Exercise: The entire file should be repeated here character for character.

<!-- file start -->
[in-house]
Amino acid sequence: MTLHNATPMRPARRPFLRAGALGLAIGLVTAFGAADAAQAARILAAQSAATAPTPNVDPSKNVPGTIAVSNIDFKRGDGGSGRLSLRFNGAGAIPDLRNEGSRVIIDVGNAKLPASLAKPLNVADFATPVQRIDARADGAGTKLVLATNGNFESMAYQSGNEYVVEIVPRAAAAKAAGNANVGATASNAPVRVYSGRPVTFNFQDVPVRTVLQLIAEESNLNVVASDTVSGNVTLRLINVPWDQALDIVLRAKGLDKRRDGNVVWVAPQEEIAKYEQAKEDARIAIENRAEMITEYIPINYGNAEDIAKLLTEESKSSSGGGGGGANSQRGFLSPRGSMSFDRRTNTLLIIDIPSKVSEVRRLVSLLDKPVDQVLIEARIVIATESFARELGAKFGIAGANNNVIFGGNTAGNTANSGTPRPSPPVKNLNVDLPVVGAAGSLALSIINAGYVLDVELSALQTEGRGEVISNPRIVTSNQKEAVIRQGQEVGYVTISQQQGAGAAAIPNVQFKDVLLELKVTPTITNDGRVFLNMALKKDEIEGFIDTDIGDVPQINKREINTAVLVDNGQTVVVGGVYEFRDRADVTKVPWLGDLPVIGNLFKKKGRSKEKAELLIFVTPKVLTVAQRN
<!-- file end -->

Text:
[in-house]
Amino acid sequence: MTLHNATPMRPARRPFLRAGALGLAIGLVTAFGAADAAQAARILAAQSAATAPTPNVDPSKNVPGTIAVSNIDFKRGDGGSGRLSLRFNGAGAIPDLRNEGSRVIIDVGNAKLPASLAKPLNVADFATPVQRIDARADGAGTKLVLATNGNFESMAYQSGNEYVVEIVPRAAAAKAAGNANVGATASNAPVRVYSGRPVTFNFQDVPVRTVLQLIAEESNLNVVASDTVSGNVTLRLINVPWDQALDIVLRAKGLDKRRDGNVVWVAPQEEIAKYEQAKEDARIAIENRAEMITEYIPINYGNAEDIAKLLTEESKSSSGGGGGGANSQRGFLSPRGSMSFDRRTNTLLIIDIPSKVSEVRRLVSLLDKPVDQVLIEARIVIATESFARELGAKFGIAGANNNVIFGGNTAGNTANSGTPRPSPPVKNLNVDLPVVGAAGSLALSIINAGYVLDVELSALQTEGRGEVISNPRIVTSNQKEAVIRQGQEVGYVTISQQQGAGAAAIPNVQFKDVLLELKVTPTITNDGRVFLNMALKKDEIEGFIDTDIGDVPQINKREINTAVLVDNGQTVVVGGVYEFRDRADVTKVPWLGDLPVIGNLFKKKGRSKEKAELLIFVTPKVLTVAQRN